Pessimism and presidential politics
By John Mercurio
CNN Political Unit
WASHINGTON (CNN) -- So, who's the real pessimist here?
Is it Sen. John Kerry, who one Republican said Tuesday would have the "dark cloud" over his head in the cartoon version of this campaign? (Wait, this isn't the cartoon version?) Or is it President Bush, who Kerry said Tuesday "believes Americans are willing to accept less than America is used to"?
The truth, of course, is that Kerry, relying on the notion that voters hold a negative view of the Bush-Cheney status quo, fills the traditional role of the "gloom and doom" challenger -- much as Ronald Reagan did, famously and effectively, in 1980 when he asked voters whether they were "better off today than they were four years ago."
That strategy has met with mixed results among Democratic challengers. Walter Mondale tried it in '84 and lost 49 states. Bill Clinton deployed it successfully in '92 against "41", whose attempts to accentuate the positive fell flat when voters saw him as uncaring and blind to their struggles. (Remember rosy scenario?)
With "41" in mind (always), Bush-Cheney is battling Kerry's strategy on two fronts -- dismissing him as the "gloom and doom" candidate while intensifying the charge that the economy is improving.
Bush campaign manager Ken Mehlman will hold a conference call at noon ET Wednesday to discuss progress on the economy. Rep. Deborah Pryce of Ohio and Rep. Candice Miller of Michigan will also release statements focusing on their local economic roses. (Kerry is in Pryce's state Wednesday, Miller's Thursday.)
While in Columbus on Wednesday, Kerry will unveil his plan to increase the tax credit for child care and expand after-school programs. He'll attend a fund-raising breakfast at 9:05 a.m. ET before delivering his speech at 10:30 at the Marion Franklin Community Center.
For his part, Bush travels to MacDill Air Force Base/U.S. Central Command in Tampa, Florida, where he'll give a speech to military personnel and a briefing at Central Command, which has been running much of the war on terrorism. The president will make remarks to military personnel and speak privately with families of fallen soldiers at 1:30 p.m. ET
In Ohio, Kerry will propose increasing the value of the child-care tax credit by $800 for a typical middle-class family with two children in day care. Second, Kerry wants to create the "School's Open 'Til 6" after-school program, which aides say will almost double to 3.5 million the number of children who participate.
"Our kids need a safe place to go while their parents are at work, and parents need peace of mind," Kerry said in a statement released Tuesday night. "They need to know that while they're at work, their kids are safe."
Camp Kerry says the child-care tax credit could be paid for with "new proposals" to close corporate tax shelters. Kerry's expansion in after-school programs would be financed by rolling back Bush's tax cuts for families making more than $200,000 a year.
Bush-Cheney has "pre-pounced" on the senator's campaign event. "Kerry's doom and gloom can't hide the fact that Ohio's economy is adding jobs," Bush-Cheney spokesman Steve Schmidt said in a memo previewing Kerry's trip to Columbus.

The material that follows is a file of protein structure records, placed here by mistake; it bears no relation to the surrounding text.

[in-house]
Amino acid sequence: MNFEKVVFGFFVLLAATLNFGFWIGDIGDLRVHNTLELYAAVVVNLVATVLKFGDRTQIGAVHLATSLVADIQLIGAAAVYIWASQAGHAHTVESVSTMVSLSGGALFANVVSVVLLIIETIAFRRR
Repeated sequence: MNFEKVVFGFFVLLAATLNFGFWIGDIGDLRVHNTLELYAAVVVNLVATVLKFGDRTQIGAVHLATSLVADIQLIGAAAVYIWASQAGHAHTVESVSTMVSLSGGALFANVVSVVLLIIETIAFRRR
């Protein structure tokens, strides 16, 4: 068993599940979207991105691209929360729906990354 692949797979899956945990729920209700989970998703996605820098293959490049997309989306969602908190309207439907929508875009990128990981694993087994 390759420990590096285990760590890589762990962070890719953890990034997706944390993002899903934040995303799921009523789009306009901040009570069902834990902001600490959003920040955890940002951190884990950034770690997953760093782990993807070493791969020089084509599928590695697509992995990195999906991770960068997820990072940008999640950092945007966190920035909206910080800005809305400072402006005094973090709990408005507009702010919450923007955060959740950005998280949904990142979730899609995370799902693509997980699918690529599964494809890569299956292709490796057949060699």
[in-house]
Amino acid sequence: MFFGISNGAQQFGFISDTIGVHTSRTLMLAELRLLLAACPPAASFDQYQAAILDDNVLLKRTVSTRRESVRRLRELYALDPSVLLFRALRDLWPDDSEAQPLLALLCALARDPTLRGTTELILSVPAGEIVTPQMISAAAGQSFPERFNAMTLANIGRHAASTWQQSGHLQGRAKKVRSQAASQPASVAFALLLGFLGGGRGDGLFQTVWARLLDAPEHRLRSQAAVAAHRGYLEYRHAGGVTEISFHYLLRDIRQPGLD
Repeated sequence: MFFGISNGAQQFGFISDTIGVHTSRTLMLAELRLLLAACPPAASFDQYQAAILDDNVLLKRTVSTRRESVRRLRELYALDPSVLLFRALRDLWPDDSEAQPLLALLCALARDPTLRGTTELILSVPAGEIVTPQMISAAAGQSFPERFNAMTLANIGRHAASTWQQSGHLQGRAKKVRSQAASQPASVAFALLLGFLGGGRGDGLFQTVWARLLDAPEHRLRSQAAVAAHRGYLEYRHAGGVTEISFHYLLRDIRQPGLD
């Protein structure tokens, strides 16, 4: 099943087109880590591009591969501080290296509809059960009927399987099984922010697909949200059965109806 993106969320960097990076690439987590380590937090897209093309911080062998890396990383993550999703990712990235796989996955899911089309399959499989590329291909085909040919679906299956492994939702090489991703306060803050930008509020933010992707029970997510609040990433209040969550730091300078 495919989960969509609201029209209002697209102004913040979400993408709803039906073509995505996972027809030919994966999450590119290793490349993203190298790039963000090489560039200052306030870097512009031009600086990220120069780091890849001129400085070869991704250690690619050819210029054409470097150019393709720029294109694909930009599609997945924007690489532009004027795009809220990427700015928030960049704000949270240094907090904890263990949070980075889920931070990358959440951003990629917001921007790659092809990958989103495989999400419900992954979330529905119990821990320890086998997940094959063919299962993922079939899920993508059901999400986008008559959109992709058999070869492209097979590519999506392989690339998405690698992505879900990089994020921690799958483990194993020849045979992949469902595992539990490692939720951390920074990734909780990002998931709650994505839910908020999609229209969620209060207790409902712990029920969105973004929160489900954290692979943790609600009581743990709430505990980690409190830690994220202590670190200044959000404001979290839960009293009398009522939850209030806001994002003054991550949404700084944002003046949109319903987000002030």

Dismissing Kerry's claims that the middle class is being "squeezed," Schmidt said that nearly three-quarters of Ohio's payroll job growth in April was in industries paying higher than the national average. Unemployment is down to near its 1990s rate, and Ohio personal incomes increased by almost 1 percent during the fourth quarter of 2003.
"Kerry's sham economic indicator says that our economy was better under Jimmy Carter than under Ronald Reagan, a deception few Ohioans are likely to believe," Schmidt said.
And, of course, former GOP presidential candidate Steve Forbes also weighed in on Kerry.
"If you were doing comic strips you would have the dark cloud above his head, constantly raining," Forbes said during a conference call Tuesday. "If the morning has a little bit of fog, he'll say fog is descending on America. If the sun is out, he'll say that we're going to get overly sunburned. If it rains, he'll say there are floods coming; if it doesn't rain, he'll predict drought. And the fact of the matter is, in terms of the American economy right now, it's in a very strong position."
Kerry tending to business?
Kerry returns to Capitol Hill around 3:30 p.m. ET for what could be the more momentous part of his workday.
Aides aren't saying much about his schedule once he's there, but we suspect he's tending to a little VP business. In the closing days of his selection process, we hear he may meet, schedules permitting, with Sen. John Edwards on Wednesday afternoon and with Wesley Clark on Thursday morning before leaving for Michigan. Clark is headlining a Kerry fund-raiser ($1,000 a head) on Thursday night, co-hosted by former Navy Secretaries John Dalton and Richard Danzig, at a private home in northwest Washington.
Notably, Iowa Gov. Tom Vilsack is also in Washington on Wednesday. Vilsack joins Kansas Gov. Kathleen Sebelius and others at the Families USA press conference on health care at 10:15 a.m. ET at the National Press Club.
And finally, the Philadelphia Daily News endorses Kerry, becoming the first major newspaper in the country to back a candidate in the presidential campaign. The tabloid, which features a picture of Kerry on its cover Wednesday under the words "Elect Him," said the nation "cannot afford another four years of George Bush."
"Unlike the current White House occupant, Kerry can lead America to a brighter, better future," the Daily News writes. "He has shown the personal courage, compassion, intellect and skill to lead this country in a time of war abroad and economic troubles at home. He is a serious man for a serious time."